Breathing for Your Better Health

By Sumathi Reddy
Jan. 26, 2015 5:28 p.m. ET

Take a deep breath and relax. 

Behind that common piece of advice is a complex series of physiological processes that calm the body, slow the heart and help control pain. 

Breathing and controlling your breath is one of the easiest ways to improve mental and physical health, doctors and psychologists say. Slow, deep and consistent breathing has been shown to have benefits in treating conditions ranging from migraines and irritable bowel syndrome to anxiety disorders and pain. 

“If you train yourself to breathe a little bit slower it can have long-term health benefits,” said Murali Doraiswamy, a professor of psychiatry at Duke University Medical Center in Durham, N.C. Deep breathing activates a relaxation response, he said, “potentially decreasing inflammation, improving heart health, boosting your immune system and maybe even improving longevity,” 

To help foster the habit of healthful breathing, a San Francisco technology startup recently launched a wearable device called Spire that tracks breathing patterns and tells users when they are too tense or anxious. “One of the goals of this work was, ‘How do you make it so simple to shift into calm or focus that people don’t have to stop what they’re doing?’” said Neema Moraveji, co-founder of Spire and director of the Calming Technology Lab at Stanford University...

Read more at http://www.wsj.com/articles/breathing-for-your-better-health-1422311283

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Thank you all for your responses. I have already spoken with my doctor and am in the process for finding a psychologist as recommended to me. The irony of it all is the process of finding a psychologist I trust and can afford is triggering my panic attacks. I will have to try writing my anxieties and frustrations down to clear my head.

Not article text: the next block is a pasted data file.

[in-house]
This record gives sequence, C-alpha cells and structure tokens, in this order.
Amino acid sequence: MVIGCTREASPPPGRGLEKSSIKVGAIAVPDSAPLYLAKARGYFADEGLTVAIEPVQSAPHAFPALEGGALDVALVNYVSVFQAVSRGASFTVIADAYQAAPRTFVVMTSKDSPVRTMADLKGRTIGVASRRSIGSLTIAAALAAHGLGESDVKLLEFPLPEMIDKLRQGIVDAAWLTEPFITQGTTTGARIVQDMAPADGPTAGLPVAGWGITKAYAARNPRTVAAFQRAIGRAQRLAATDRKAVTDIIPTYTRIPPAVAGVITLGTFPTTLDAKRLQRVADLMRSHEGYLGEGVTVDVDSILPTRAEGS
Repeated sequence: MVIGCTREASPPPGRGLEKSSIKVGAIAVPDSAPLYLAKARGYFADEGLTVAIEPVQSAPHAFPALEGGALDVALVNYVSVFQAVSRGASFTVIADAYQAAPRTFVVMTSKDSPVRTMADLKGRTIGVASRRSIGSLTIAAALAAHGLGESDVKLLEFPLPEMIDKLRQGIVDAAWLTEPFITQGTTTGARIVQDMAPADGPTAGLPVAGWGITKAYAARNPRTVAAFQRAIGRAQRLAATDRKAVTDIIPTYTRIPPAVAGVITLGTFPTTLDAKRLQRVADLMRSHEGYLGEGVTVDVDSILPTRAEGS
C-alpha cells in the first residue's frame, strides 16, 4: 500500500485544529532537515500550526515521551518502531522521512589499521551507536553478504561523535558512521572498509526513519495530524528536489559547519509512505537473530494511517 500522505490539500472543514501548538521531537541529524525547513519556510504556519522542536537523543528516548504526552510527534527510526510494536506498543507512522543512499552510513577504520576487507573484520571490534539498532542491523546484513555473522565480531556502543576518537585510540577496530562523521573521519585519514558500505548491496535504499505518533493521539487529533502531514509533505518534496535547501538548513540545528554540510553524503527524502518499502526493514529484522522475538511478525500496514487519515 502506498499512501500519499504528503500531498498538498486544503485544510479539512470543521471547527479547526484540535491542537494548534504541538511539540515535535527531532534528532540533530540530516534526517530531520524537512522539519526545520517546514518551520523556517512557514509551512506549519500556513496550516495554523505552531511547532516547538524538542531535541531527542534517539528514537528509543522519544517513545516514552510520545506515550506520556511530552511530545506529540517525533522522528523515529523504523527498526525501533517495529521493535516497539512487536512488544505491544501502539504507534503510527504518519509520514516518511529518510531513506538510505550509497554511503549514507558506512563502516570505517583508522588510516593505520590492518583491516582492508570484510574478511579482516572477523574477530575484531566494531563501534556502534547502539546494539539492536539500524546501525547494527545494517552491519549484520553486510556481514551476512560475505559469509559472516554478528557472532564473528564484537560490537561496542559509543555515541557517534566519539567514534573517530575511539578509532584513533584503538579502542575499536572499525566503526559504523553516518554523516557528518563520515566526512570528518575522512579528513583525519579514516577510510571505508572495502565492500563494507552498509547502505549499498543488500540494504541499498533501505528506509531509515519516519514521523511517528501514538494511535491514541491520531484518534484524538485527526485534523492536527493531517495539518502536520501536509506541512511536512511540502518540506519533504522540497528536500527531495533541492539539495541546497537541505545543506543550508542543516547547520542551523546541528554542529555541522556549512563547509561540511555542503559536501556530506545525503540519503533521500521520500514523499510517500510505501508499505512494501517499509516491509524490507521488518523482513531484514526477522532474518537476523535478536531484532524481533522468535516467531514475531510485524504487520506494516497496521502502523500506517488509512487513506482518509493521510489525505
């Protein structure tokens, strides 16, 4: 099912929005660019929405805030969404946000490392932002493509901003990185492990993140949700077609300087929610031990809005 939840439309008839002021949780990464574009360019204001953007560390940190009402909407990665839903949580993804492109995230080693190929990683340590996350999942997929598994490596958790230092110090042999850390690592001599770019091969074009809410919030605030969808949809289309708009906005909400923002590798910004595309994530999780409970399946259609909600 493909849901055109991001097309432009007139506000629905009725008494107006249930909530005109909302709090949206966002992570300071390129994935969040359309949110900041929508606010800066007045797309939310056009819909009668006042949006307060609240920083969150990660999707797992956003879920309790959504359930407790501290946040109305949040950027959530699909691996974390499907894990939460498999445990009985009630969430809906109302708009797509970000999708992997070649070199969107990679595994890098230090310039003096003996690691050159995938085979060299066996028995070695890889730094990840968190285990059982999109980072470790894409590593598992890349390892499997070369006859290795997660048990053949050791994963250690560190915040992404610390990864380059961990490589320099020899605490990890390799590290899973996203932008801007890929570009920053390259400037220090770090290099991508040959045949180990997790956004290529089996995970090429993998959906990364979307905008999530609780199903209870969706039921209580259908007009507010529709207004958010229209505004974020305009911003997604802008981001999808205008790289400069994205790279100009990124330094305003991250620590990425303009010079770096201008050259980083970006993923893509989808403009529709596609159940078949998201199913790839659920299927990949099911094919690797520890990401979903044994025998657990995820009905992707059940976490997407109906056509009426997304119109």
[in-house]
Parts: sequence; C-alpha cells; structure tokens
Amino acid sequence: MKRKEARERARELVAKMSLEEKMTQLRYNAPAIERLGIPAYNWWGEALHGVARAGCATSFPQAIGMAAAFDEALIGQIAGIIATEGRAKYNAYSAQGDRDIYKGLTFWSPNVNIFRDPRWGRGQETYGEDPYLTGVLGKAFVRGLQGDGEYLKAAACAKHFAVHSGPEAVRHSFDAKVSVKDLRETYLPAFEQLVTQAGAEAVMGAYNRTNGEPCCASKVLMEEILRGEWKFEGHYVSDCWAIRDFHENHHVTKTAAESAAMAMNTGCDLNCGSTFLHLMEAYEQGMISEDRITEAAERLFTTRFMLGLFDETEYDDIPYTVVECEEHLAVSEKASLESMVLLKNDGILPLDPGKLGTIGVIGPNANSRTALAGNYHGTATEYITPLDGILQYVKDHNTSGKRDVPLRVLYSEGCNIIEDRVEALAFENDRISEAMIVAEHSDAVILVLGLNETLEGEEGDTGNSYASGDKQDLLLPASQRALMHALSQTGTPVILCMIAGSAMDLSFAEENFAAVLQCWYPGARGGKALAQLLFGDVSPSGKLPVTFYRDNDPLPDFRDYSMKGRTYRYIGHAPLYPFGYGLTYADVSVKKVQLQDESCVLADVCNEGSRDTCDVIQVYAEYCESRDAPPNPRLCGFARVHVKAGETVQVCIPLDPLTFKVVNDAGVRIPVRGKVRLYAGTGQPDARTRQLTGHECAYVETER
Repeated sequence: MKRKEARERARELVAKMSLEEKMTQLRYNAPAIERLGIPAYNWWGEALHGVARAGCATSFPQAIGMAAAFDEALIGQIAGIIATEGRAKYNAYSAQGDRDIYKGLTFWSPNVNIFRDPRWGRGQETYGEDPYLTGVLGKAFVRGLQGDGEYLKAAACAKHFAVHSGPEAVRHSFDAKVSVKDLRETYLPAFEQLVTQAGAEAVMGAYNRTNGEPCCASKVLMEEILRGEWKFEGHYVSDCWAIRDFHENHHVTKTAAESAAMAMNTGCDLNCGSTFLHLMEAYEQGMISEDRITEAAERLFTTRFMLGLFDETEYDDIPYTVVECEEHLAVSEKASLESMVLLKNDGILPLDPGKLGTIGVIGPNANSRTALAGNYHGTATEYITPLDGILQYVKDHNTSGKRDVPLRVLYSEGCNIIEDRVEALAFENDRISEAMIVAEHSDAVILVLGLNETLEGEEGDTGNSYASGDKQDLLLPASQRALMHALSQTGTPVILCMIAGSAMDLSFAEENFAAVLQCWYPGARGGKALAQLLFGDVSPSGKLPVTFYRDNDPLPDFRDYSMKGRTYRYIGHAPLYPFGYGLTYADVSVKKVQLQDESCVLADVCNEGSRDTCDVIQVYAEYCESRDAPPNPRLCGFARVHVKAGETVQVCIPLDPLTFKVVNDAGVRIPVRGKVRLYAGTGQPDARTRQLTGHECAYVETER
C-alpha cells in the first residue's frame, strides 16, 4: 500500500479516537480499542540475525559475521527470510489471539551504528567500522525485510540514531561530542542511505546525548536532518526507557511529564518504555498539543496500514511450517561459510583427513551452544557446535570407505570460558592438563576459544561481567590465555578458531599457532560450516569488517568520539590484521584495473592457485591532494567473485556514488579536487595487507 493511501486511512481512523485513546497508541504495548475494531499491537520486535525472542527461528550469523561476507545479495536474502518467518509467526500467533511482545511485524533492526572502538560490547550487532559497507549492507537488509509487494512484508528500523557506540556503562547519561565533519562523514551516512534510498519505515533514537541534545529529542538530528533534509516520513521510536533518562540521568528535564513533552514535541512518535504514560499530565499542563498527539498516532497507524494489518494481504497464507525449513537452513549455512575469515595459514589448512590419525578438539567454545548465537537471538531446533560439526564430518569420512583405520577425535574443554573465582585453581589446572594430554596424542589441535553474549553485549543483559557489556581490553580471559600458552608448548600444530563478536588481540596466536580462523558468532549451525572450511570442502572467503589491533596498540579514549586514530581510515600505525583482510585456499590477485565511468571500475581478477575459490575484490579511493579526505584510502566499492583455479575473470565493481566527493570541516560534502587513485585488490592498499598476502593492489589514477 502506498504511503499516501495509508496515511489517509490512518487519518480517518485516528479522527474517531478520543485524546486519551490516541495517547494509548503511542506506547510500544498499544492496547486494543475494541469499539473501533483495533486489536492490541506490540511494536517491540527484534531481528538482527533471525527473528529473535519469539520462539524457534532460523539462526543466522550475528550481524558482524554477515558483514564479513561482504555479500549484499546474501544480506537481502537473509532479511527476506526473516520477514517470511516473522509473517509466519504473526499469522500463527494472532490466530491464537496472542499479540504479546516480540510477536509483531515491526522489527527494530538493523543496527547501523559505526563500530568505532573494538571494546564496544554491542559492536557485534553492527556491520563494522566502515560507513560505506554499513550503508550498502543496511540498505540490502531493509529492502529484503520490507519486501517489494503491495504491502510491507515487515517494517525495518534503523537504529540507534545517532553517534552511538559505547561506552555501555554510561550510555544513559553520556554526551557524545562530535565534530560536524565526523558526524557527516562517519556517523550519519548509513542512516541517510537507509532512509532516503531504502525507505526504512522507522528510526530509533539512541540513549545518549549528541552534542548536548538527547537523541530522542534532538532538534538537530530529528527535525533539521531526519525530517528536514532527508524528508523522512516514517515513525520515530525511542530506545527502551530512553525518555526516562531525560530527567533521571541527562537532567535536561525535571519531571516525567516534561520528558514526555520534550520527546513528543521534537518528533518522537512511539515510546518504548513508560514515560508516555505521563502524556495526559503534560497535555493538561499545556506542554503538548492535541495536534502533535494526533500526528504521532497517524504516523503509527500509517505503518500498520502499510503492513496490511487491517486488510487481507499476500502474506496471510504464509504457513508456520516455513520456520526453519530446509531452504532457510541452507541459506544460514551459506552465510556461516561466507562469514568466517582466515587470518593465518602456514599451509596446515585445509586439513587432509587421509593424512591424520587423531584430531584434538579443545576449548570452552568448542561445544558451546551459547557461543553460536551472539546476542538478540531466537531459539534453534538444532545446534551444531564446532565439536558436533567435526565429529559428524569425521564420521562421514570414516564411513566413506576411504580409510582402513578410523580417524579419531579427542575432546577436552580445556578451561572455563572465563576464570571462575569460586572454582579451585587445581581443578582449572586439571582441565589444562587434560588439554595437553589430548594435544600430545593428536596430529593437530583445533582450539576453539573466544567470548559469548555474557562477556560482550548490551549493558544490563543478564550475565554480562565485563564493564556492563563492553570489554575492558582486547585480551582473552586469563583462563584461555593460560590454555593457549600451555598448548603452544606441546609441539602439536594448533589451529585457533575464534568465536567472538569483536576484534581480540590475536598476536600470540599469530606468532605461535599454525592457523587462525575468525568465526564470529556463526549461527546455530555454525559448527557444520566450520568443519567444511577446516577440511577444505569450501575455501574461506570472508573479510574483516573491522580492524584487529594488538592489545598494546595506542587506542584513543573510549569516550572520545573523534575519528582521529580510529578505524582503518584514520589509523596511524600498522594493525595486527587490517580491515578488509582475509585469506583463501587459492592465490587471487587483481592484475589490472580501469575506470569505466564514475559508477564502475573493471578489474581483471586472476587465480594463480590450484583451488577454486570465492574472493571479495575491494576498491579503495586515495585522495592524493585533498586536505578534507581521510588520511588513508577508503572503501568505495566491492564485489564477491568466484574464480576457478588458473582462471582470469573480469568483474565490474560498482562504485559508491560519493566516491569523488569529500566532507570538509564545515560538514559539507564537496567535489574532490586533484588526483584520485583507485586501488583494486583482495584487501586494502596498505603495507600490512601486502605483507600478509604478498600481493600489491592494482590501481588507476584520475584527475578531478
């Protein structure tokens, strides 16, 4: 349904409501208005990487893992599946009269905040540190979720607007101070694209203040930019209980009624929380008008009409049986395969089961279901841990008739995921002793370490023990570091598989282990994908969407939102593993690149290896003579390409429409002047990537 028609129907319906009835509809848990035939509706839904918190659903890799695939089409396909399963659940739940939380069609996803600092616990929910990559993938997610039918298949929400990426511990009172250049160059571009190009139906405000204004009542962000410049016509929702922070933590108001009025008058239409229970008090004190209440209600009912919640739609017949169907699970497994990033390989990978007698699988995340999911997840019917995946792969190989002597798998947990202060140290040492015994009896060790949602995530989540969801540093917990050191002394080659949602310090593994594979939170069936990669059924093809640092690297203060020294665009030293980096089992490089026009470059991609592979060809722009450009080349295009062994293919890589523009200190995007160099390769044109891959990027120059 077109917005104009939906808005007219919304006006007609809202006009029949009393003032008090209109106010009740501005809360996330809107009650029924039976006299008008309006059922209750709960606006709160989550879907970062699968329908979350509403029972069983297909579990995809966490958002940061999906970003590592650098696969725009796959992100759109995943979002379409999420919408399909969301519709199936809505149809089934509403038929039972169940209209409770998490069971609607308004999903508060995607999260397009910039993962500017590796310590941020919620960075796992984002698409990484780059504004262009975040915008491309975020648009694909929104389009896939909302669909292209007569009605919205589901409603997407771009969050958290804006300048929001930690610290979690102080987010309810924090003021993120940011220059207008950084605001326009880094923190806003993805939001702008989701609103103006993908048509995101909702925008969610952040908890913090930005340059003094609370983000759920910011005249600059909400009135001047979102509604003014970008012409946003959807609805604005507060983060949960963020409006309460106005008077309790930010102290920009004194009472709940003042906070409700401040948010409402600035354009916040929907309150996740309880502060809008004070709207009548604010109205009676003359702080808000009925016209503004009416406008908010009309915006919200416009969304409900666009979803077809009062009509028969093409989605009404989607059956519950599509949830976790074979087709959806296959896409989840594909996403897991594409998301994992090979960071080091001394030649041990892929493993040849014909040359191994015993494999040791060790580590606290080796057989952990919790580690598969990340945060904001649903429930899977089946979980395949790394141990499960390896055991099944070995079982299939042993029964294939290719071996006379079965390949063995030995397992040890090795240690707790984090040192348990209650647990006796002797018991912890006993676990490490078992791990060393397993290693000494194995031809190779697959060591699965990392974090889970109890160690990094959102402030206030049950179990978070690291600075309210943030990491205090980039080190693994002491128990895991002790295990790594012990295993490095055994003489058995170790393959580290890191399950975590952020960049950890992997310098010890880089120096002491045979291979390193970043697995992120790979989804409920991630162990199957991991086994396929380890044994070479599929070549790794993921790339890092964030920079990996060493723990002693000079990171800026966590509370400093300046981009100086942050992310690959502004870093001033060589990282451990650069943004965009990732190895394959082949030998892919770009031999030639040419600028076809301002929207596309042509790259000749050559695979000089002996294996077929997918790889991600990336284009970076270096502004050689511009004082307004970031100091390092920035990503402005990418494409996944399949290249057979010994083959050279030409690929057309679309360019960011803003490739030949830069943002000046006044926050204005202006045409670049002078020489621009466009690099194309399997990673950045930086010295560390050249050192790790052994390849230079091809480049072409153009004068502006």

nfenchak likes this

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Thank you all for your responses. I have already spoken with my doctor and am in the process for finding a psychologist as recommended to me. The irony of it all is the process of finding a psychologist I trust and can afford is triggering my panic attacks. I will have to try writing my anxieties and frustrations down to clear my head.

It took me years to finally go and see a doctor - it's not easy! The funny thing is when you write down everything you're anxious about you can sometimes read back and laugh at how ridiculous the stress over small things are  :lol:

 

If your experience is similar to people here, one of the first things a psych will get you to do is have some sort of a 'self care plan'. Meaning ensuring that you're taking time out to care for yourself - good food, exercise, enjoyment. So to me yoga can never be a bad thing for someone with anxiety  :)  I went in for anxiety as well as depression which are linked, and I definitely notice when I'm eating badly and slobbing around on the sofa instead of riding my bike etc I feel so much worse in every way.

kmccain90 likes this

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there are some really weird psychs out there and quacks too. I would see if you can meet them before you agree to see them. I was seeing a grief therapist at a small facility and my kids were also there 1 x a week. I was seeing a really annoying psych who I was already seeing for anxiety. when my son passed away he threw me on heavy duty anti depressants and xxanax. after a bout a year I kept noticing one of the drs from the practice where I was receiving grief therapy. She was very very intelligent, classy. she would come out into the waiting room and talk to drug reps so she didn't get stuck in the back with them. Something about the way she greeted and said bye to her patients really made me like her. I have been with her for 5 years now & my husband goes now to. She is big into pilates and loves yoga and is so amazing at talking to me - she has helped me more with the grief than any of the therapists I've gone to and she is medical dr.....so there are some really amazing ones out there - just don't limit yourself to sticking with one if you don't like them....